November 6, 2012

SEG 2012: From Las Vegas with notes

Back in 2002 ICASSP, i thought Orlando had a little something... artificial. Fake trees, weird hotels. Ten years later in 2012 SEG (Society of Explorations Geophysicists) annual meeting in Las Vegas, well the fake fragrance mixes even more with air conditioned, and the weather is really cool. No need to keep twitting on the event because Matt Hall at Agile* does it already. The papers i'll have to study a little deeper are the following:
I'm keeping a last word for Generalized windowed transforms for seismic processing and imaging (Charles C. Mosher). Having worked with wavelets in geophysics for decades, Chuck comes up with a 20 years' work on developing a slighly redundant windowed transform, based on finite support filters in the frequency domain associated with fractional subsampling, to reduce the aliasing, and moving artifacts to some form of blending. This ends up in a non tight frame, mostly implemented in the Fourier transformed domain. 

This transform is meant to be used in blended acquistion, or even compressing sensing, two of the current trends in geophysical meetings. No wonder, the cost of data acquisition is so high in seismic exploration that one may expect huge savings if they succeed in reducing the acquisition rate by just a factor of two. What puzzles me, still, is that the same petroleum industry which could not loose 1-bit out of 24-integer or 32-bit float data in lossy compression, now looked at blended acquisition (followed by source separation) or compressive sensing has potential data deluge saviors. I even have the feeling that a few people cannot yet tell the difference between those two.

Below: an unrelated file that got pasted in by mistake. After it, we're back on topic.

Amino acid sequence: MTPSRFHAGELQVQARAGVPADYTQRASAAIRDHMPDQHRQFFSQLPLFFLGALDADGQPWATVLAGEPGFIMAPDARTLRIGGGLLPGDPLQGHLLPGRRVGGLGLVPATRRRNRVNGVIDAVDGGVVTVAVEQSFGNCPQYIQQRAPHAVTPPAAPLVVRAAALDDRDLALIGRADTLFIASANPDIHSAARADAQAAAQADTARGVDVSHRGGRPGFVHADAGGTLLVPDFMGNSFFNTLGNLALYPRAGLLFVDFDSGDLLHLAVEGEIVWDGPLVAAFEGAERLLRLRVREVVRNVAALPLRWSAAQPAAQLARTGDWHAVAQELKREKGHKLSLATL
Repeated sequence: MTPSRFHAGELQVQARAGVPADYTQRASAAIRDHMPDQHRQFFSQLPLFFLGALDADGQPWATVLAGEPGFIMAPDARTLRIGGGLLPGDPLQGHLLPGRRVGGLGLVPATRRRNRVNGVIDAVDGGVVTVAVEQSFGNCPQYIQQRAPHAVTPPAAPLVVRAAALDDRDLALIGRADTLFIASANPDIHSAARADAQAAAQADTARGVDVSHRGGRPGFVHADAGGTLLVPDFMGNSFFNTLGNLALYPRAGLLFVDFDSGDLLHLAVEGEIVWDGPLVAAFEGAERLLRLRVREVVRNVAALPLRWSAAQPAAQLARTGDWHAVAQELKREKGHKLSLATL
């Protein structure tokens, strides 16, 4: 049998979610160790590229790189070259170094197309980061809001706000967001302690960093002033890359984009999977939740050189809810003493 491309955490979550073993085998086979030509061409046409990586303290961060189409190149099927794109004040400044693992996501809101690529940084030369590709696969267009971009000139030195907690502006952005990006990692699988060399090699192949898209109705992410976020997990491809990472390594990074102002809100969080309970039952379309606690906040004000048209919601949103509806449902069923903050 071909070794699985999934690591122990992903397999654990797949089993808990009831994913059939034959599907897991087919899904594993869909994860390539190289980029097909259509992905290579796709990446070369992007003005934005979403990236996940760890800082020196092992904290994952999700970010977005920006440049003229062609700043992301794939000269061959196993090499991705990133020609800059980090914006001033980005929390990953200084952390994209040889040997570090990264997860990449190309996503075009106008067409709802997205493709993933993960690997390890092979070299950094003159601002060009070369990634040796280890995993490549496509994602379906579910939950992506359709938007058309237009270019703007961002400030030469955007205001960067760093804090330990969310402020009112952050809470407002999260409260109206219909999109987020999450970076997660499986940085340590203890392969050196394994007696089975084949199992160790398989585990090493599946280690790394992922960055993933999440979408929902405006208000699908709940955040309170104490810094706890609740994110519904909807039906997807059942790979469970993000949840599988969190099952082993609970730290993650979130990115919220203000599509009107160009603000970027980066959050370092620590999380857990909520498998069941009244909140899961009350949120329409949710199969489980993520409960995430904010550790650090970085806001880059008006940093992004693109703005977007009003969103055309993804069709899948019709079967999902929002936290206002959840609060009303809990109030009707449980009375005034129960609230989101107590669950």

1. I was very happy to find your blog — lots of good things to read. And even happier to see this post about SEG!

    I felt bad not mentioning Chuck in my own posts, because his method seemed highly cunning, but he left me in his mathematical dust :) Now I can just point to you.

  2. You are quite right. I have been lucky enough to catch Chuck in the aisles. I knew his work on seismic data compression, which has been my topic for a while. He has been kind enough to spend 15 minutes more to explain his 20-year achievement to me. Now i kinda got half-a-point. It looks like an almost-stationnary M-channel decomposition. With limited support in the frequency domain, allowing some rational subsampling, hence a reduction in the redundancy. A lot of mysteries remain, he should release it in his JavaSeis suite, but maybe i'll take a test before. Thank you for your feedback!